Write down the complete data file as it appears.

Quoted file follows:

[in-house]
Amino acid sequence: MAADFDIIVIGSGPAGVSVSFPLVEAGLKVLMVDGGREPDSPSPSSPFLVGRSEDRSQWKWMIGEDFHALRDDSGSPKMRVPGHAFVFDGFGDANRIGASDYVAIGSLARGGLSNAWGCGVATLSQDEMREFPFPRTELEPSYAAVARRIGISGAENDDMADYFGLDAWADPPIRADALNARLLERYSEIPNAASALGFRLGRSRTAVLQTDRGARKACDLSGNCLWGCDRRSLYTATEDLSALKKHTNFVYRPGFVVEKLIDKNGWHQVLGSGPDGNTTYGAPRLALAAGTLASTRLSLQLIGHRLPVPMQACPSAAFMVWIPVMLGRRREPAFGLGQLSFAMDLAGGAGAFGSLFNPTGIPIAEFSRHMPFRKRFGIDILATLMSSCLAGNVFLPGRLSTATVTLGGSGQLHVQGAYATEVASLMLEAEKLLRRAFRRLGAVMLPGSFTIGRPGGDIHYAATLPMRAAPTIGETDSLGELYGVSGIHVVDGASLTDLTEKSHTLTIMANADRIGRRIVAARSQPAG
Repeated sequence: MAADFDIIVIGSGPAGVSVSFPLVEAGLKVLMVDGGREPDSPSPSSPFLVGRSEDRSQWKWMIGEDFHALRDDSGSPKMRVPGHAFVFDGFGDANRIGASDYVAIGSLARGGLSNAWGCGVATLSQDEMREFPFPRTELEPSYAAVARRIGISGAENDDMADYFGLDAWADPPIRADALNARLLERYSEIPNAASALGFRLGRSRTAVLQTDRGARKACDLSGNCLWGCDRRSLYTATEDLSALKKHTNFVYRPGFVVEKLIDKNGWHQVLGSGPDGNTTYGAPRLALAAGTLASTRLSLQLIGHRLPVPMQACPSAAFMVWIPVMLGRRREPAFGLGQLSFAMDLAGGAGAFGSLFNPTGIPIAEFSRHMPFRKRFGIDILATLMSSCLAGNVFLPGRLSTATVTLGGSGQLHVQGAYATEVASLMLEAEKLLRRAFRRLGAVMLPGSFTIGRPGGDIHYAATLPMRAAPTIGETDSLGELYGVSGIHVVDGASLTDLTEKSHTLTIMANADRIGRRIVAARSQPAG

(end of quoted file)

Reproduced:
[in-house]
Amino acid sequence: MAADFDIIVIGSGPAGVSVSFPLVEAGLKVLMVDGGREPDSPSPSSPFLVGRSEDRSQWKWMIGEDFHALRDDSGSPKMRVPGHAFVFDGFGDANRIGASDYVAIGSLARGGLSNAWGCGVATLSQDEMREFPFPRTELEPSYAAVARRIGISGAENDDMADYFGLDAWADPPIRADALNARLLERYSEIPNAASALGFRLGRSRTAVLQTDRGARKACDLSGNCLWGCDRRSLYTATEDLSALKKHTNFVYRPGFVVEKLIDKNGWHQVLGSGPDGNTTYGAPRLALAAGTLASTRLSLQLIGHRLPVPMQACPSAAFMVWIPVMLGRRREPAFGLGQLSFAMDLAGGAGAFGSLFNPTGIPIAEFSRHMPFRKRFGIDILATLMSSCLAGNVFLPGRLSTATVTLGGSGQLHVQGAYATEVASLMLEAEKLLRRAFRRLGAVMLPGSFTIGRPGGDIHYAATLPMRAAPTIGETDSLGELYGVSGIHVVDGASLTDLTEKSHTLTIMANADRIGRRIVAARSQPAG
Repeated sequence: MAADFDIIVIGSGPAGVSVSFPLVEAGLKVLMVDGGREPDSPSPSSPFLVGRSEDRSQWKWMIGEDFHALRDDSGSPKMRVPGHAFVFDGFGDANRIGASDYVAIGSLARGGLSNAWGCGVATLSQDEMREFPFPRTELEPSYAAVARRIGISGAENDDMADYFGLDAWADPPIRADALNARLLERYSEIPNAASALGFRLGRSRTAVLQTDRGARKACDLSGNCLWGCDRRSLYTATEDLSALKKHTNFVYRPGFVVEKLIDKNGWHQVLGSGPDGNTTYGAPRLALAAGTLASTRLSLQLIGHRLPVPMQACPSAAFMVWIPVMLGRRREPAFGLGQLSFAMDLAGGAGAFGSLFNPTGIPIAEFSRHMPFRKRFGIDILATLMSSCLAGNVFLPGRLSTATVTLGGSGQLHVQGAYATEVASLMLEAEKLLRRAFRRLGAVMLPGSFTIGRPGGDIHYAATLPMRAAPTIGETDSLGELYGVSGIHVVDGASLTDLTEKSHTLTIMANADRIGRRIVAARSQPAG